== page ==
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Our History

Community of Reconciliation Church (COR) was founded in the midst of the 1960's civil rights movement in the United States. The congregation grew out of the vision and commitment of African American and white clergy and congregations who were concerned about the racial divides that were reflected in the worship and membership of Pittsburgh churches. 

COR’s life as a congregation began in July 1968, when it was started as the worshiping body of University and City Ministries, an organization already engaged in campus, youth and children ministries in Oakland.  COR’s first congregation was formed of clergy and lay people from First Presbyterian, Bellefield Presbyterian, and Grace Memorial Presbyterian Churches: two of them historically white churches, and one historically African American.  Initial members moved their membership to COR for a one-year period, and many chose to stay after that.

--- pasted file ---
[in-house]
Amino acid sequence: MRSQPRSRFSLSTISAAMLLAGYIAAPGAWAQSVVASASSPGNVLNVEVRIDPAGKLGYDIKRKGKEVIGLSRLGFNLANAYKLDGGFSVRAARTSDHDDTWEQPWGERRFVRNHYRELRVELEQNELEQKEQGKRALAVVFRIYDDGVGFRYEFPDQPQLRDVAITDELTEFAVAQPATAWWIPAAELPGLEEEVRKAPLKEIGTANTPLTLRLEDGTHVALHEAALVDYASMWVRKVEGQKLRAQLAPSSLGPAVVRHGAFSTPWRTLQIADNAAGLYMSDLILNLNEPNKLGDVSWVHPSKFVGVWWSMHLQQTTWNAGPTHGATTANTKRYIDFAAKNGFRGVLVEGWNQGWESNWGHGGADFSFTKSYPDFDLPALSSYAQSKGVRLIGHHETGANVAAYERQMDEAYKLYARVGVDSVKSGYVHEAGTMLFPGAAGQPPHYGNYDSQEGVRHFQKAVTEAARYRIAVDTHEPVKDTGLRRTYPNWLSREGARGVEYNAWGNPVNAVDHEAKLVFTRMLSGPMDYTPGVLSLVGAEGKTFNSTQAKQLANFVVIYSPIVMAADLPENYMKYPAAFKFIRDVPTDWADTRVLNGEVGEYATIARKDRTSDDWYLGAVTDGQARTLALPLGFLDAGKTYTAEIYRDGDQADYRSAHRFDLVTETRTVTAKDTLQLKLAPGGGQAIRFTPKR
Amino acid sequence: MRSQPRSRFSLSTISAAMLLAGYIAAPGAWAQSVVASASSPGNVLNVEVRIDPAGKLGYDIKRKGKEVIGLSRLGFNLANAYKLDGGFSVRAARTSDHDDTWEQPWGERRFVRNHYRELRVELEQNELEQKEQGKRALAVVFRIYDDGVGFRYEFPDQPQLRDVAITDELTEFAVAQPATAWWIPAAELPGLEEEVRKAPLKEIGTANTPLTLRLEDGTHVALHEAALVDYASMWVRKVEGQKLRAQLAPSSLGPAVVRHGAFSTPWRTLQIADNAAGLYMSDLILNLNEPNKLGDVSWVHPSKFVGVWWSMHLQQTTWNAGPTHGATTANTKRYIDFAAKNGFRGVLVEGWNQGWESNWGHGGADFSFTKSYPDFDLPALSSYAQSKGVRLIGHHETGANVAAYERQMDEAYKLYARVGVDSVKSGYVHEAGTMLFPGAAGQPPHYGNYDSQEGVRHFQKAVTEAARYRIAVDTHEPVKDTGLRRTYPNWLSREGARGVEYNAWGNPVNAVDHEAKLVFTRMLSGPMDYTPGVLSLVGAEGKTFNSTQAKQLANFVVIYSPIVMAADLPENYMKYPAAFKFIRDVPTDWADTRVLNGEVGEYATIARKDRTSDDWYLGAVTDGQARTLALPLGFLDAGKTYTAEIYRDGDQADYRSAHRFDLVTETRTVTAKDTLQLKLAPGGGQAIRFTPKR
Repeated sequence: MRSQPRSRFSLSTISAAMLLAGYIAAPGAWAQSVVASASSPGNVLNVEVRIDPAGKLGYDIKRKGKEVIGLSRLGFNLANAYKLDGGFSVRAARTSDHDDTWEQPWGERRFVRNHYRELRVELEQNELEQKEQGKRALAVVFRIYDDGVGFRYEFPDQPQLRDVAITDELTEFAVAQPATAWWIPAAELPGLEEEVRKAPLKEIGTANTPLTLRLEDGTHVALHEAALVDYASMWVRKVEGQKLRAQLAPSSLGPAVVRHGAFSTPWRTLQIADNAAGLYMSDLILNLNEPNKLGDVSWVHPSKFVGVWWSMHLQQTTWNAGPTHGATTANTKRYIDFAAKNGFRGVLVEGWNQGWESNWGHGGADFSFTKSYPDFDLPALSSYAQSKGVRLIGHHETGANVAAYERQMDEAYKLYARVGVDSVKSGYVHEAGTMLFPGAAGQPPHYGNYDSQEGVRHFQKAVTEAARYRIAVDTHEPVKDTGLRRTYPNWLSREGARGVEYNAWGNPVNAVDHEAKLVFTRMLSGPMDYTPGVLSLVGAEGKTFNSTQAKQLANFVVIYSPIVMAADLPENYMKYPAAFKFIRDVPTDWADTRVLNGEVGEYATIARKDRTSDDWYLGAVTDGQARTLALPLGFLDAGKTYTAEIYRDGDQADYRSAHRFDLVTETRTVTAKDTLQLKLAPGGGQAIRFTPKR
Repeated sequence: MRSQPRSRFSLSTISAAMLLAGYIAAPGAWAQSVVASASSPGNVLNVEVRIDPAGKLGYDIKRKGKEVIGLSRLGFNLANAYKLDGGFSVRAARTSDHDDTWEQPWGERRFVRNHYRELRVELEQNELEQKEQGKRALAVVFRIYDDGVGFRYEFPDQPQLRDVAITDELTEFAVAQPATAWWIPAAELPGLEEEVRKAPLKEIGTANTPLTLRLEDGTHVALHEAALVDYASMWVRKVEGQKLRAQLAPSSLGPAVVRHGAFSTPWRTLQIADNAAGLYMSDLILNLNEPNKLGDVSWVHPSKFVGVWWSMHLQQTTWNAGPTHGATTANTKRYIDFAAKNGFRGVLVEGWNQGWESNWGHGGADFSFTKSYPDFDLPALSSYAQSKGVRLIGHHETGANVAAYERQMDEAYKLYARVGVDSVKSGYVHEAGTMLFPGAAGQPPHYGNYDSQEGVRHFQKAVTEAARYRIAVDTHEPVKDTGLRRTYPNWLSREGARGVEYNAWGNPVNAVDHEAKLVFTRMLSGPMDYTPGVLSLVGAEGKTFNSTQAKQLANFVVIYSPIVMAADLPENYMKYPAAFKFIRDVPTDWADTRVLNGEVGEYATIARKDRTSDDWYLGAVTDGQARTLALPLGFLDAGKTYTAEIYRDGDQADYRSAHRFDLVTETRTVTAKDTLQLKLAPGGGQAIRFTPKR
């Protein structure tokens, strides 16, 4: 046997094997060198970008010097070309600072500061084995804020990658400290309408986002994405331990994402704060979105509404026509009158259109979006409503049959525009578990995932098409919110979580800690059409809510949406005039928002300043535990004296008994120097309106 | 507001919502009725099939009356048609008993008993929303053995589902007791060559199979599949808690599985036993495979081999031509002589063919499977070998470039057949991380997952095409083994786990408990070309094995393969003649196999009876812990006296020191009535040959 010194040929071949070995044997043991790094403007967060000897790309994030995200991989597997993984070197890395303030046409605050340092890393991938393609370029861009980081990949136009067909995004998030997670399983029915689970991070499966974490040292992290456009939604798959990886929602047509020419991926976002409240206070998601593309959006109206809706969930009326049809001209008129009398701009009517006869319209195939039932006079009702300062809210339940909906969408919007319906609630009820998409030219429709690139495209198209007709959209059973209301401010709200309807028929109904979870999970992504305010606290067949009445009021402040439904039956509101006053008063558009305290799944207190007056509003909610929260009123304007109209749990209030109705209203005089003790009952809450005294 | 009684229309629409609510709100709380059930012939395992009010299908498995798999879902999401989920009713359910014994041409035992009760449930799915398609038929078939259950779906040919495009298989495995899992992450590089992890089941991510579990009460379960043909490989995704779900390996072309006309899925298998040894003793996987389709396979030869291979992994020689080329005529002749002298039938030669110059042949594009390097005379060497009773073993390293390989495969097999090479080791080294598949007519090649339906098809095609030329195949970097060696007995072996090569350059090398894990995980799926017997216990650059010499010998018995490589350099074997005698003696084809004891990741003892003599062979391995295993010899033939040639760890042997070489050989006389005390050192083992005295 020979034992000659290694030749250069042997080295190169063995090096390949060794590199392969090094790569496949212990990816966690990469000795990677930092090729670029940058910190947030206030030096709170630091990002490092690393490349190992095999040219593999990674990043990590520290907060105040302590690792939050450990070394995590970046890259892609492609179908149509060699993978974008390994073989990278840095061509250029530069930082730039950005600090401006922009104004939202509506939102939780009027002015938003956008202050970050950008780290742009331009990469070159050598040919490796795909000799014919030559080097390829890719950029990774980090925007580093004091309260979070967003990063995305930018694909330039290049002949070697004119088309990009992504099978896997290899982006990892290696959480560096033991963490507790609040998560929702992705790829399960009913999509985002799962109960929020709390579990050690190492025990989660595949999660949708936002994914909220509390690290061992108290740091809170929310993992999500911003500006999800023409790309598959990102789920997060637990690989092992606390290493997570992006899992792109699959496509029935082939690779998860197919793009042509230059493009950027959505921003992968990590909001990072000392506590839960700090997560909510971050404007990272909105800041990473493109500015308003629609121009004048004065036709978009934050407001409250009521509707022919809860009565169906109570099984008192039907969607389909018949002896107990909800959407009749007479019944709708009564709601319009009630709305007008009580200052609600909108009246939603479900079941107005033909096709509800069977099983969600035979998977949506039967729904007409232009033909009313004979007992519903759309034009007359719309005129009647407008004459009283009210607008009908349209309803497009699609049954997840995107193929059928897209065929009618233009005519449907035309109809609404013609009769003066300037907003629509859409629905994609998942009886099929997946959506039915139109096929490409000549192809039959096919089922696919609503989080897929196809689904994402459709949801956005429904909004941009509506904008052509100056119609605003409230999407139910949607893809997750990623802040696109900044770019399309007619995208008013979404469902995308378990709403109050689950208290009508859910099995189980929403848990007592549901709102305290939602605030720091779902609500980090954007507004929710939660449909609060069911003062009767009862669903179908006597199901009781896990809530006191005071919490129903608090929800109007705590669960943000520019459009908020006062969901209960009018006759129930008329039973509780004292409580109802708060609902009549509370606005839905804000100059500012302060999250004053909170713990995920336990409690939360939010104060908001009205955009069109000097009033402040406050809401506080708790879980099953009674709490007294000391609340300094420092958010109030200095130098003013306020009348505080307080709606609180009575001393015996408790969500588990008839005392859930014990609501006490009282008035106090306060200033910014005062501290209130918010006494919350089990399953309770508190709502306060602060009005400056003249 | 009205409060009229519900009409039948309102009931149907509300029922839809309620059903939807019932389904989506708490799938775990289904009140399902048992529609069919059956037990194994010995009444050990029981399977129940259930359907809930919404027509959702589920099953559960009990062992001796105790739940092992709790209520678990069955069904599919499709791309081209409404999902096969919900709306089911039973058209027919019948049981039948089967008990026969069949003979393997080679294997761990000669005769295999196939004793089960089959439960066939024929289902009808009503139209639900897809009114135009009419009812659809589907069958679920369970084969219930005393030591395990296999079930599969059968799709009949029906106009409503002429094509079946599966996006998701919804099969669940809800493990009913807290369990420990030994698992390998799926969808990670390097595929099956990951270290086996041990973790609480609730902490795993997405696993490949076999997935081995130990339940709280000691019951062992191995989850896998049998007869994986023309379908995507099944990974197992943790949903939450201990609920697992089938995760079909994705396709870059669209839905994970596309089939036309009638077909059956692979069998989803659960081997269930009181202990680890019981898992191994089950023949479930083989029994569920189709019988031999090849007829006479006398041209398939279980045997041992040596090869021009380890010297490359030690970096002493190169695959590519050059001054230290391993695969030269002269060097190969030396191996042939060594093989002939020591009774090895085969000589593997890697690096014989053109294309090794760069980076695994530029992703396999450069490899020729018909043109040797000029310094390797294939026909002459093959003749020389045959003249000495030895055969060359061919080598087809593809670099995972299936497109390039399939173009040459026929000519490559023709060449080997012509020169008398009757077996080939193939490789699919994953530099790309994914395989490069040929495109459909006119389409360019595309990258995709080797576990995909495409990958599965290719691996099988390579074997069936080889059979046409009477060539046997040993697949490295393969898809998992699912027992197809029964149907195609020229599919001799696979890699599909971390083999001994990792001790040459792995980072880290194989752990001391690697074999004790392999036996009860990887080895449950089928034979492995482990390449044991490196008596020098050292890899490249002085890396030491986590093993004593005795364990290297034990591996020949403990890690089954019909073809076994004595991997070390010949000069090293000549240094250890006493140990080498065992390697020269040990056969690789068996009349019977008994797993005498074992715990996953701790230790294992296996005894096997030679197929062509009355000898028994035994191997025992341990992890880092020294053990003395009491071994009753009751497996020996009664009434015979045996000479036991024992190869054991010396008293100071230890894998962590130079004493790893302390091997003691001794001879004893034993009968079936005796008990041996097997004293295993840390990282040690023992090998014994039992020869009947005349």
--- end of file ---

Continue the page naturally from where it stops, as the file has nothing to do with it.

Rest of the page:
As the congregation grew, its members and leaders sought to extend its commitment to inclusion in new ways.  In the early 1980s, COR reached out to other Protestant denominations to build new relationships.  In addition to its starting affiliation with the Presbyterian Church (USA), today COR is also a congregation in good standing with three other Protestant denominations: the Disciples of Christ, the United Church of Christ, and the United Methodist Church. 


We began as an intentionally interracial church, and have always welcomed the leadership of men and women.  In 2006 we further affirmed our commitment to be a radically inclusive congregation with an addition to our church covenant: "we invite the full participation of all people regardless of sexual orientation, gender identity, ability or worldly condition in the life and ministry of our church.”  Within each of our partner denominations, we are members of groups working for the full inclusion of LGBTQ persons in life and ministry of the church.



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